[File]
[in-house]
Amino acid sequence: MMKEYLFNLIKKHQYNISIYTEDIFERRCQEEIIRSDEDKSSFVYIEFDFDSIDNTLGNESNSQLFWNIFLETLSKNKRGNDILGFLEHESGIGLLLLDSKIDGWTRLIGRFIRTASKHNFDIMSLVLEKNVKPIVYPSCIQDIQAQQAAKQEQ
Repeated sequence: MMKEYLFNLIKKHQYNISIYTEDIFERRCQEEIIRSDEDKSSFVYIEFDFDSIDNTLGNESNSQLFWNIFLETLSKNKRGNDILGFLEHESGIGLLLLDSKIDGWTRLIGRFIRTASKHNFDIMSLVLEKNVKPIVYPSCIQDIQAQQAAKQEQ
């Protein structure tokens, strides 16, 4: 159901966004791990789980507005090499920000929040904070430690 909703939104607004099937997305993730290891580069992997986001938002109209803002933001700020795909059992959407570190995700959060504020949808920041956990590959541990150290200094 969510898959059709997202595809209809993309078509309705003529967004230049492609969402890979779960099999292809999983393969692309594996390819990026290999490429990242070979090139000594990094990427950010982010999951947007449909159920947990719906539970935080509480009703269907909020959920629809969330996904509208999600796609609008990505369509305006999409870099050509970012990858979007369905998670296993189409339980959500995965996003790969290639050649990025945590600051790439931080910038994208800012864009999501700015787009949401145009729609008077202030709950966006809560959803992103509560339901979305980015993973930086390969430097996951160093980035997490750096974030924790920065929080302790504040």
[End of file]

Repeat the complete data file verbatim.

[in-house]
Amino acid sequence: MMKEYLFNLIKKHQYNISIYTEDIFERRCQEEIIRSDEDKSSFVYIEFDFDSIDNTLGNESNSQLFWNIFLETLSKNKRGNDILGFLEHESGIGLLLLDSKIDGWTRLIGRFIRTASKHNFDIMSLVLEKNVKPIVYPSCIQDIQAQQAAKQEQ
Repeated sequence: MMKEYLFNLIKKHQYNISIYTEDIFERRCQEEIIRSDEDKSSFVYIEFDFDSIDNTLGNESNSQLFWNIFLETLSKNKRGNDILGFLEHESGIGLLLLDSKIDGWTRLIGRFIRTASKHNFDIMSLVLEKNVKPIVYPSCIQDIQAQQAAKQEQ
């Protein structure tokens, strides 16, 4: 159901966004791990789980507005090499920000929040904070430690 909703939104607004099937997305993730290891580069992997986001938002109209803002933001700020795909059992959407570190995700959060504020949808920041956990590959541990150290200094 969510898959059709997202595809209809993309078509309705003529967004230049492609969402890979779960099999292809999983393969692309594996390819990026290999490429990242070979090139000594990094990427950010982010999951947007449909159920947990719906539970935080509480009703269907909020959920629809969330996904509208999600796609609008990505369509305006999409870099050509970012990858979007369905998670296993189409339980959500995965996003790969290639050649990025945590600051790439931080910038994208800012864009999501700015787009949401145009729609008077202030709950966006809560959803992103509560339901979305980015993973930086390969430097996951160093980035997490750096974030924790920065929080302790504040």